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Wanted: Dead or Live

My recent articles dealt with low limit HORSE. Today we are going to look at a concept that has less importance in hold 'em and the hold 'em hands in HORSE and is often overlooked or misunderstood by today's younger players and other new poker players, who play mostly hold 'em.

In 7-card stud, 7 stud/8, and razz, many players do not recognize the importance of the number of cards they need that are already showing on the board, or already folded by their opponents, and therefore unavailable. They want what they want and it does not matter whether those needed cards are dead or live.

Memory and concentration are key points in these games. Remembering exposed cards can totally change the play of your hand. As an extreme example, consider this: In 7-stud/8 you bring it in for the minimum with a deuce showing and a four and five in the hole with all the cards unsuited.

A player with a trey up calls, a queen calls, the next four players fold-with two showing sixes and two showing sevens, and the last player raises with an exposed ace. The other two callers and you see the raise. Fourth Street brings the trey another three, the queen another queen, the ace a trey, and you a jack. The xx/A-3 bets and you are next to act. What should you do; call, raise, or fold?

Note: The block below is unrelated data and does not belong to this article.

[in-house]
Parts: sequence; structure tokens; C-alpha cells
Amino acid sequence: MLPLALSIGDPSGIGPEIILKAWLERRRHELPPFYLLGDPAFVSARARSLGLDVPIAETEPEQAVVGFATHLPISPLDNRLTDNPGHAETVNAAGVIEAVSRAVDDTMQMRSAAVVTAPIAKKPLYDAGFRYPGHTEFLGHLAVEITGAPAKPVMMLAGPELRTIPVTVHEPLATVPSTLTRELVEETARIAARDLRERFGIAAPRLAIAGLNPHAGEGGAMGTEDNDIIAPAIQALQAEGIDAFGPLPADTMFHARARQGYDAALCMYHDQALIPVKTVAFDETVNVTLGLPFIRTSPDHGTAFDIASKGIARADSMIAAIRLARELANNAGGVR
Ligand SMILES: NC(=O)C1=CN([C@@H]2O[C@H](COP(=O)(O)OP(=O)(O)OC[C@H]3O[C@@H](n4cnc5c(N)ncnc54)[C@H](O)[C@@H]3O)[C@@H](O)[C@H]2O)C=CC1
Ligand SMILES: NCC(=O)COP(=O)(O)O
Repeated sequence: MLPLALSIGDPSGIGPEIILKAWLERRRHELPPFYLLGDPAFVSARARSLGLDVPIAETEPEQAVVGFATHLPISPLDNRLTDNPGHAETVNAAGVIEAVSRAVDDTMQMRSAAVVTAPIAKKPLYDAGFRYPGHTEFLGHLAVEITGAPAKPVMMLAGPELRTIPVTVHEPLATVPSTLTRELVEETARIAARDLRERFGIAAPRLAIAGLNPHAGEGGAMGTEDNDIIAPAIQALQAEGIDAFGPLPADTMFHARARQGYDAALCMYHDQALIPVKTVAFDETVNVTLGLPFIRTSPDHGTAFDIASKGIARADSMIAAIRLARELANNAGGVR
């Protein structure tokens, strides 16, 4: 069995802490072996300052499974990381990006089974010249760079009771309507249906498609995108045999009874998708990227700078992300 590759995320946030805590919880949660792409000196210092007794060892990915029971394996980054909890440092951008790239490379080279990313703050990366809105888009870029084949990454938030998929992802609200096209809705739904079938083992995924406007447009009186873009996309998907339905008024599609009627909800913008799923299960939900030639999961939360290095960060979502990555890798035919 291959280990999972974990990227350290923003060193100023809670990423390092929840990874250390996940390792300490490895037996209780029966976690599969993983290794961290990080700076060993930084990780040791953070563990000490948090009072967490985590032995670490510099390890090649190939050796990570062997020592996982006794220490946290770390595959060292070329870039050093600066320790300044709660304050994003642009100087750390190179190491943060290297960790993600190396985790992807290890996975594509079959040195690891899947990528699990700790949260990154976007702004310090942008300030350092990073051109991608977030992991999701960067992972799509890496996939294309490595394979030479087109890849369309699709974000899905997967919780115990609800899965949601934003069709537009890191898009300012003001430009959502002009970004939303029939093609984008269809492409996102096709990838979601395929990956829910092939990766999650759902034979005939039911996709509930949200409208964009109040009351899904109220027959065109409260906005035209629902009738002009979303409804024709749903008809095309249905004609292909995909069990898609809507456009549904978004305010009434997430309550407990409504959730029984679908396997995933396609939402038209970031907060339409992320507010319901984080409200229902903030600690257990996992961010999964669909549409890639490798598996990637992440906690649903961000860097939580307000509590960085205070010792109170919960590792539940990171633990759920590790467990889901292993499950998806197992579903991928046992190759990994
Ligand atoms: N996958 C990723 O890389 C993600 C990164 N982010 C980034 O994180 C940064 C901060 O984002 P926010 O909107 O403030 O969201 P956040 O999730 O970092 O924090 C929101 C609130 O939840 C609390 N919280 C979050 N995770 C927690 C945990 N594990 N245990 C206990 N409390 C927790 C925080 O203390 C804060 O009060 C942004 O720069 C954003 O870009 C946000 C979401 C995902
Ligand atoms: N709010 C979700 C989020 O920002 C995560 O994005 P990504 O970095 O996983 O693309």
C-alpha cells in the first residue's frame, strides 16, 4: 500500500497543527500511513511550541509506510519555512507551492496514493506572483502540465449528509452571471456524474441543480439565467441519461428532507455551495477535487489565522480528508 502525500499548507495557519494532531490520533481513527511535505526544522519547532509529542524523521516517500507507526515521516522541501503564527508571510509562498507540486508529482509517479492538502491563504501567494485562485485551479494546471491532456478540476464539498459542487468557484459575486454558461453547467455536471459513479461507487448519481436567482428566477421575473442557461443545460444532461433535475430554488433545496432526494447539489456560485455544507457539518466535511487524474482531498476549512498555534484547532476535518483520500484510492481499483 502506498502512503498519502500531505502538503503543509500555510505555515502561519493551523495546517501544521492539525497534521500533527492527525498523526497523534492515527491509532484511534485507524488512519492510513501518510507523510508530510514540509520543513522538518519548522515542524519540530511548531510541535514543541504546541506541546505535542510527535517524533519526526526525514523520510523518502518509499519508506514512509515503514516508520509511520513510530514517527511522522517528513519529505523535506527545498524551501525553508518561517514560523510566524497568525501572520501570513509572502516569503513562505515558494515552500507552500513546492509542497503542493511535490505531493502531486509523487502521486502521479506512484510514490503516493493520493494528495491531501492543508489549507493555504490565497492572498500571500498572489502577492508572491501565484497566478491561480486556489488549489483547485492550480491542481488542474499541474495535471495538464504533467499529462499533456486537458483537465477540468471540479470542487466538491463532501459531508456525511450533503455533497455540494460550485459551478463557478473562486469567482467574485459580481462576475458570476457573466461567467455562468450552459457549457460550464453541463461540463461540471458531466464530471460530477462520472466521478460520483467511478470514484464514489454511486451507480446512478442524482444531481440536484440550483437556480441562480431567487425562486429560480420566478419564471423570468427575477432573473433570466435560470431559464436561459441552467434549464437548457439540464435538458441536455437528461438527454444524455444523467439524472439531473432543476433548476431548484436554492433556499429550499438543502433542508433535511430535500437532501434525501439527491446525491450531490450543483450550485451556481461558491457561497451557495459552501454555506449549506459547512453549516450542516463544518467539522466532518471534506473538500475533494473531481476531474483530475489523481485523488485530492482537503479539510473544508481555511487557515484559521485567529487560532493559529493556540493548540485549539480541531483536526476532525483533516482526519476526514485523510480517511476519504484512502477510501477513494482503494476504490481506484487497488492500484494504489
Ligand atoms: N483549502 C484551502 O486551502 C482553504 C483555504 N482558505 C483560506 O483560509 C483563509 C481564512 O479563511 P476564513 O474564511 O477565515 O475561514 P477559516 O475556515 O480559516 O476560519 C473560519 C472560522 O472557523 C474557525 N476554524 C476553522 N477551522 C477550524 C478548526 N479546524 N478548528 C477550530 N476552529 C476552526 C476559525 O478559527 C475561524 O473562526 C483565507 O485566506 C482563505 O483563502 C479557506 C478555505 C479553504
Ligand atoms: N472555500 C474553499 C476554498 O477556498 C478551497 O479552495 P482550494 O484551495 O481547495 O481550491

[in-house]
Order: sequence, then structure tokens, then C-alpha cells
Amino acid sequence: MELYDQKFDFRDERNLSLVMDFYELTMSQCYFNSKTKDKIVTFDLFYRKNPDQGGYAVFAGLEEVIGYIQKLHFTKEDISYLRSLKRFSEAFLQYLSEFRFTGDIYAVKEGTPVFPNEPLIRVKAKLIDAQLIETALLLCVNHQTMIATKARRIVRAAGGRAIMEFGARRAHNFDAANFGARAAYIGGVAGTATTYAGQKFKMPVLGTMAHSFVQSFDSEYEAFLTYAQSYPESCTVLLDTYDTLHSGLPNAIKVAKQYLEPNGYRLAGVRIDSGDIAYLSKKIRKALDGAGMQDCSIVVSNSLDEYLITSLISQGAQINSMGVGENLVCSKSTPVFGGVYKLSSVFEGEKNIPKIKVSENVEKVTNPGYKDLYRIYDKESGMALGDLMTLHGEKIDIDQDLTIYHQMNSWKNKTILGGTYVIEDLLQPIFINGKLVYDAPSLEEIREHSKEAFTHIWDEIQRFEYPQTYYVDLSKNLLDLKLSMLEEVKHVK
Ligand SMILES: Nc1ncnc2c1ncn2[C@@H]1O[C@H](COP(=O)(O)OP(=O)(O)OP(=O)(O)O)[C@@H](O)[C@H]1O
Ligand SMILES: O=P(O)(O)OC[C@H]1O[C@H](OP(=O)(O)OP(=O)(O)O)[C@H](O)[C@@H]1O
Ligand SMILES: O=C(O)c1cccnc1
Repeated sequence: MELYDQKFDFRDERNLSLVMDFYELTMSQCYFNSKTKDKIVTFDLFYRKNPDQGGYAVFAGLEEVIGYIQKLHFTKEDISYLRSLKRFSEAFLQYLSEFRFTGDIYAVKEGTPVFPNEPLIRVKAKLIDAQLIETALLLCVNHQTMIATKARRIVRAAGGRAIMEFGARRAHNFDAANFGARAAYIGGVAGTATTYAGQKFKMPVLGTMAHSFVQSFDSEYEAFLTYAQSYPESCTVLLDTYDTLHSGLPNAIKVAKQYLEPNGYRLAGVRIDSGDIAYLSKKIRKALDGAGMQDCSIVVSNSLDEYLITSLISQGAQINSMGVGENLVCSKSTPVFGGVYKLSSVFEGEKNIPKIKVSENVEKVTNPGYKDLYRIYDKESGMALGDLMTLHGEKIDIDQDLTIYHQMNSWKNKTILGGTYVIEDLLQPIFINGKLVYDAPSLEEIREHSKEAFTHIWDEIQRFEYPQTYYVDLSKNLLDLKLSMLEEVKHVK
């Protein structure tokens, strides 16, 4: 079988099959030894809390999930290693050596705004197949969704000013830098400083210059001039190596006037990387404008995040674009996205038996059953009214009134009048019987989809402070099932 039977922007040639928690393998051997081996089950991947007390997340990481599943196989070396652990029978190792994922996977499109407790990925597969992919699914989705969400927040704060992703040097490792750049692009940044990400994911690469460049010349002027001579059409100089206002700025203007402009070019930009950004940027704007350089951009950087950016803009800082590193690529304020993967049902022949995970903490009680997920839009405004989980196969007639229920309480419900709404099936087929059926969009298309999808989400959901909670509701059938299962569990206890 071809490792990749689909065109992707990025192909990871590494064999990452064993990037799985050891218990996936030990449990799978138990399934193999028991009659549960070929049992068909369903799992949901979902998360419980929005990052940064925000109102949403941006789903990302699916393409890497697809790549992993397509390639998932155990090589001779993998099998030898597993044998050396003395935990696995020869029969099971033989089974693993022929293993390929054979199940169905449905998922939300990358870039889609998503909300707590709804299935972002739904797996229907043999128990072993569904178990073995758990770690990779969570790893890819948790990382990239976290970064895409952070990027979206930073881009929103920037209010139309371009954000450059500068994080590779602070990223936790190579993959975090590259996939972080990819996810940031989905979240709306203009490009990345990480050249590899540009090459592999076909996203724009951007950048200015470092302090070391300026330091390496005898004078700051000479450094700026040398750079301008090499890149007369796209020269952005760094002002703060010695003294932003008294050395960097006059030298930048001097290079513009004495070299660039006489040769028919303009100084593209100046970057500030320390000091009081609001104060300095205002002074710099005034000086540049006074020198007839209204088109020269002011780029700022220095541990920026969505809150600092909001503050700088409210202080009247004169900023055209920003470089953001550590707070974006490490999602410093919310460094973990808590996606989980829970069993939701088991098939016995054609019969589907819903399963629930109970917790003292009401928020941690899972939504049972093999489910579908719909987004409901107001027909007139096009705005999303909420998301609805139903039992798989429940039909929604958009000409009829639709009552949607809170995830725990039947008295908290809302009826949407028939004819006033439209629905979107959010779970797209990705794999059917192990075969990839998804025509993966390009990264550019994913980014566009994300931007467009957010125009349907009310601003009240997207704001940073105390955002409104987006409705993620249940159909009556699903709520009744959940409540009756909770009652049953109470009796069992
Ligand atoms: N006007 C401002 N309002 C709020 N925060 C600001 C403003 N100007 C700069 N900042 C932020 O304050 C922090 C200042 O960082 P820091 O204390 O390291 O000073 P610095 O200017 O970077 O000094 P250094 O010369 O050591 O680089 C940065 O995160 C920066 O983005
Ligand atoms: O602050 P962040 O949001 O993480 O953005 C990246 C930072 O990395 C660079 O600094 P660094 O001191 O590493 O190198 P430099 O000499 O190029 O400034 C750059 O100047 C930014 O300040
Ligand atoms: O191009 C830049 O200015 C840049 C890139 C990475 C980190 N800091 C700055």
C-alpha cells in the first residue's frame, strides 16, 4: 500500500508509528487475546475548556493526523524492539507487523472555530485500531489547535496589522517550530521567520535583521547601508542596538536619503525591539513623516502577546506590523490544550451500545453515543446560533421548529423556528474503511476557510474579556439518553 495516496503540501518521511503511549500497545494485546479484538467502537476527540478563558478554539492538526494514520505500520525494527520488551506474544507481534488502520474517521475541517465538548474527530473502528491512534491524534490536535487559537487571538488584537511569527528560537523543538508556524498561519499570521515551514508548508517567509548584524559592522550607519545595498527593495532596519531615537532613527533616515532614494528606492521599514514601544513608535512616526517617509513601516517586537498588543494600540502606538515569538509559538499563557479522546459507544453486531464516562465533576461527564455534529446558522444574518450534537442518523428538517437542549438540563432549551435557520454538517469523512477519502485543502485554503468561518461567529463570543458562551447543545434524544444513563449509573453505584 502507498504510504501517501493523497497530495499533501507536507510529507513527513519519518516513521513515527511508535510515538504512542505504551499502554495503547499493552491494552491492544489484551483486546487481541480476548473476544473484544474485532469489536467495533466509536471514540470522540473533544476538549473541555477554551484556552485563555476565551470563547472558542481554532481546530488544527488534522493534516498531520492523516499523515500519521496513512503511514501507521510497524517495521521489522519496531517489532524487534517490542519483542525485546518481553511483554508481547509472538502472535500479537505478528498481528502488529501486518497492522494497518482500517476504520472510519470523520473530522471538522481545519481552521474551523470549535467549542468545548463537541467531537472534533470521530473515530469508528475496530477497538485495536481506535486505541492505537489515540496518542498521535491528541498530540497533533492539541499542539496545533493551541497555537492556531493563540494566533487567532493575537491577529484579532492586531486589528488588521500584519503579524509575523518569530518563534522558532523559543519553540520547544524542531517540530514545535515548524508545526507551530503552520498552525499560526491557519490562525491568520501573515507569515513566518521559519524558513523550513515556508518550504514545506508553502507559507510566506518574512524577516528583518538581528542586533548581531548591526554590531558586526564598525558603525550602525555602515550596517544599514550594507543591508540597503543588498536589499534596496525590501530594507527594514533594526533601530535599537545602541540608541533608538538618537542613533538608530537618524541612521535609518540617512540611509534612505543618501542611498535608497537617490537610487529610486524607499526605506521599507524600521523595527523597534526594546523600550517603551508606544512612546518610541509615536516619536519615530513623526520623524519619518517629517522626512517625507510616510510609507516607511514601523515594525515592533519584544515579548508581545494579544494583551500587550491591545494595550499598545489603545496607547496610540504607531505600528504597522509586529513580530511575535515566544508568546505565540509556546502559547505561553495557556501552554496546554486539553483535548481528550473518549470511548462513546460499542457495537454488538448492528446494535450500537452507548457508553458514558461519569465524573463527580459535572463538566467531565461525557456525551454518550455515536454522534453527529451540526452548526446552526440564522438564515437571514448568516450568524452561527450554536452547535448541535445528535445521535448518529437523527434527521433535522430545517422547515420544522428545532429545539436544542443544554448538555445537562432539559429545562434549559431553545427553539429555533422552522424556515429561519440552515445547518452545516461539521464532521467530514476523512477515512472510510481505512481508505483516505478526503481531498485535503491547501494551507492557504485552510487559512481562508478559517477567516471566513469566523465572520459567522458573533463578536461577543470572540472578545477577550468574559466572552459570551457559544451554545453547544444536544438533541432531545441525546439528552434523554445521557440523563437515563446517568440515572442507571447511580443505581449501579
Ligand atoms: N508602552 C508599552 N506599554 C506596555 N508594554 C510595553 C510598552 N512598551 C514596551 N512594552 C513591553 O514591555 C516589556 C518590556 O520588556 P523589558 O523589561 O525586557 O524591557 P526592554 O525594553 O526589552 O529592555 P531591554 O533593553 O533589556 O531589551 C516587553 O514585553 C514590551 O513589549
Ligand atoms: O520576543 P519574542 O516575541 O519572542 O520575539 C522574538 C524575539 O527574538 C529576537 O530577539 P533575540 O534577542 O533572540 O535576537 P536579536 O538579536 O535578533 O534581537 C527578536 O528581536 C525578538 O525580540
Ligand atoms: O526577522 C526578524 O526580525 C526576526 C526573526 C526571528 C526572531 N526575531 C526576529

Since three of the treys you need to make a straight are gone, the possibilities of winning both ways have practically vanished. In addition, eight of the cards that give you a low hand have either been folded or are face up on the board. You are probably facing a re-raise from the player showing paired queens and the ace-trey's bet says he has four to a low. You should fold.

In the above example, if you change the facts a little, you would change your play. If you hit a trey on fourth street, the ace and trey both hit face cards, and the queen hits a five, you should raise.

We will look at more next time. In the meantime don't play dead, only live.

Colorado Casinos Prepare For Smarter Cheaters

Andy Vuong of the Denver Post reports that numerous Colorado Casinos are bringing in a large number of Las Vegas veterans to train local staffs to spot savvier cheaters and to reduce dealer errors when maximum bet limits go up from $5 to $100 on July 2.

Jimmy Payne, the former boss of the high limits pit at the Hard Rock and Bellagio casinos, and Bill Zender, who co-owned the defunct Aladdin casino, are training both casino staffs and state regulators. Both say that by extending operation to 24/7 and adding craps and roulette, casinos will need to have considerably more money on the floor. In addition, craps and roulette are two of the most complicated games for dealers to pay out. Mistakes are easy to make and can be extremely costly

Casino managers are being taught to study higher limit volatility-or how much their wins and losses will swing on any given night. Understanding the fluctuations can also help casino officials identify potential cheaters.

One of the things they do to catch cheaters is look at the wins and losses to see if they conform to the math. If they don't, it is a red flag to look more carefully at the game.

Poker games will also be scrutinized more closely.

Mike Eikenberry got his undergraduate and law degrees from the University of Virginia, where he played varsity tennis and basketball. Founder of one of the leading national tennis camps, Mike is an avid amateur who has played both tournaments and live games for over 25 years. He can be reached at

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